Due to the critical role of PANoptosis in activating inflammatory cell death and cytokine and DAMP release, its regulation is essential. IFN regulatory factor 1 (IRF1) has been identified as a key upstream regulator of PANoptosis in many conditions. IRF1 drives PANoptosis to limit colorectal tumorigenesis in mice; Irf1−/− mice exhibit higher tumor burden, which correlates with reduced PANoptosis in the colon (107). In line with this report, HCT116 human colon cancer cells deficient in IRF1 are resistant to TNF-α plus IFN-γ–induced PANoptosis (106). Mechanistically, TNF-α plus IFN-γ–induced PANoptosis is regulated through the JAK/STAT1 pathway, which relays its downstream signaling through IRF1 (7). In murine macrophages, IRF1 controls the expression of Nos2 and thereby regulates the consequent NO production to trigger PANoptosis. Although the role of NO in cell death is debated (108), TNF-α plus IFN-γ–induced PANoptosis in murine macrophages can be fully rescued by Nos2 deletion or by addition of NO inhibitors (7). However, human cancer cells undergo PANoptosis in an NO-independent, IRF1-dependent manner (106), suggesting there may be cell type– or species-specific differences in regulation.

Additionally, the PANoptosome sensor ZBP1 can be transcriptionally regulated by IRF1. In response to IAV infection, Irf1−/− macrophages exhibit lower induction of ZBP1 protein expression compared with wild-type cells, which is correlated with reduced activation of PANoptotic markers (109). IFN signaling has been further implicated in ZBP1-mediated PANoptosis, as IFN treatment during severe acute respiratory syndrome coronavirus 2 (SARS-CoV-2) and MHV infections in macrophages upregulates ZBP1 to drive robust PANoptosis and cytokine release (14). Similarly, in response to F. novicida infection, IRF1 has also been shown to regulate the AIM2 inflammasome through the induction of guanylate-binding proteins (110), indicating that IRF1 could have a key regulatory role in AIM2-mediated PANoptosis; however, this remains to be confirmed.

Several additional points of regulation have been identified in PANoptosis. The apoptotic executioner caspase caspase-6 was found to have an important role in this process. Caspase-6 is a key ZBP1-PANoptosome component that facilitates the RHIM-dependent interaction of ZBP1 with RIPK3 (12). Additionally, the Zα domain of ZBP1 is essential for its activation and the subsequent interaction with RIPK3 and downstream cell death signaling. Indeed, perinatal lethality caused by mutation in the RHIM domain of RIPK1 can be rescued by deletion of ZBP1 or its Zα domain. When the RIPK1–RIPK3 interaction is interrupted, ZBP1 can interact with RIPK3 to drive cell death (111, 112). Similarly, the Zα domain of ZBP1 was shown to be crucial to induce PANoptosis in response to fungal pathogens Aspergillus fumigatus and Candida albicans (113) and in response to coronavirus infections (14). More recently, another layer of regulation of ZBP1-mediated PANoptosis was discovered. Adenosine deaminase acting on RNA 1, the only mammalian protein in addition to ZBP1 that contains a Zα domain, interacts with ZBP1 to inhibit ZBP1-dependent PANoptosis. However, when adenosine deaminase acting on RNA 1 is restricted to the nuclear compartment, through treatment with nuclear export inhibitors (KPT-330 or leptomycin B), ZBP1 interacts with RIPK3 to induce PANoptosis (9). This regulation has been shown to have therapeutic implications for treating cancers (9).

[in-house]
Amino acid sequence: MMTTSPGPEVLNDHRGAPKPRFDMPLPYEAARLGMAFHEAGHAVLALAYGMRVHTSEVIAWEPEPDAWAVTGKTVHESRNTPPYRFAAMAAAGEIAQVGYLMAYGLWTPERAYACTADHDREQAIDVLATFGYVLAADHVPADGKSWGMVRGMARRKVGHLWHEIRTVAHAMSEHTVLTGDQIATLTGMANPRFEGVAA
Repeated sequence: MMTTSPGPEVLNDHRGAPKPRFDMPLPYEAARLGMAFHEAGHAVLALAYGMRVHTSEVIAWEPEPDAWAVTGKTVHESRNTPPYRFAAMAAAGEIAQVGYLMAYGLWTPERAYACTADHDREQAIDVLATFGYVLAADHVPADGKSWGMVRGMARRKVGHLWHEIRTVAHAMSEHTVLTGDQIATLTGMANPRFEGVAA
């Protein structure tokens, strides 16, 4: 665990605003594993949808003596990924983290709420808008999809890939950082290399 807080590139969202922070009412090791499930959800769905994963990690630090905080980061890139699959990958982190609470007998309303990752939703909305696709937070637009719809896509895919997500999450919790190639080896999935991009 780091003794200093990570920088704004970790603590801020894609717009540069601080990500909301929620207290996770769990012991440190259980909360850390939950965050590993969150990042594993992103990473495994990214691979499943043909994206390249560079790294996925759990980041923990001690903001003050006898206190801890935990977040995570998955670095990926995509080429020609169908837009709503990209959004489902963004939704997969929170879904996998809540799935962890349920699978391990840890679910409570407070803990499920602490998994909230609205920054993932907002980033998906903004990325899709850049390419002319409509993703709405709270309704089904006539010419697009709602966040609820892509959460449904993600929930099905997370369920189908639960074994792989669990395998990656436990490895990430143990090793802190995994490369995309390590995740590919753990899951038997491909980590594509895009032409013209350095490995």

The molecular characterization of PCD pathways highlights the critical role of caspases within these processes (Table I). Apart from inducing inflammation and cell death, caspases are also involved in many nonlethal processes, including cell proliferation, differentiation, and remodeling (114). Based primarily on their cell death functions, the caspases have historically been classified as either pyroptotic/inflammatory (caspase-1, -4, -5, and -11), apoptotic (caspase-3, -6, -7, -8, -9, and -10), and other (caspase-2, -12, and -14) (115). However, the recent evidence showing extensive cross-talk among the PCD pathways and the critical role of caspases in this cross-talk have suggested that the classical grouping of caspases may be misleading. Indeed, many caspases that had been classified as apoptotic have now been shown to drive lytic cell death or inflammatory cytokine production directly or indirectly (Fig. 1). For example, caspase-8 can also cause direct cleavage of GSDMD to drive the formation of membrane pores (80). In addition, caspase-8 cleaves IL-1β at the same cleavage site as caspase-1, producing the mature form of the cytokine (116). This shows that caspase-8, which was previously categorized as apoptotic, can cleave the pore-forming protein GSDMD as well as release inflammatory cytokines. In contrast, caspase-7, which was categorized previously as an apoptotic caspase, counteracts the activation of pyroptotic molecules to facilitate activation of apoptotic components. Caspase-7 antagonizes GSDMD pores, facilitating the completion of intestinal epithelial cell extrusion in response to Salmonella infection. Also, caspase-7 activates acid sphingomyelinase by proteolytic cleavage to generate ceramide, which in turn enhances membrane repair (117). Moreover, the process of PANoptosis, in which caspase-1, -8, -3, and -7 are activated together, suggests significant additional connections for caspases (914, 104, 105). As a particular example, in the bone inflammation observed in Pstpip2cmo mice, combined deletion of both caspase-1 and caspase-8, along with RIPK3, can prevent the inflammation, whereas single deletions of caspase-1 or caspase-8 do not rescue mice from disease. This suggests redundant roles for these caspases in the disease (101). Together, these observations lead us to propose that caspases like caspase-1, -3, -6, -7, and -8 should be classified as PANoptotic caspases or apoptotic/innate immune cell death molecules. It is possible that other caspases might also have such redundant roles and are involved in the PANoptotic process; this requires further investigation and characterization.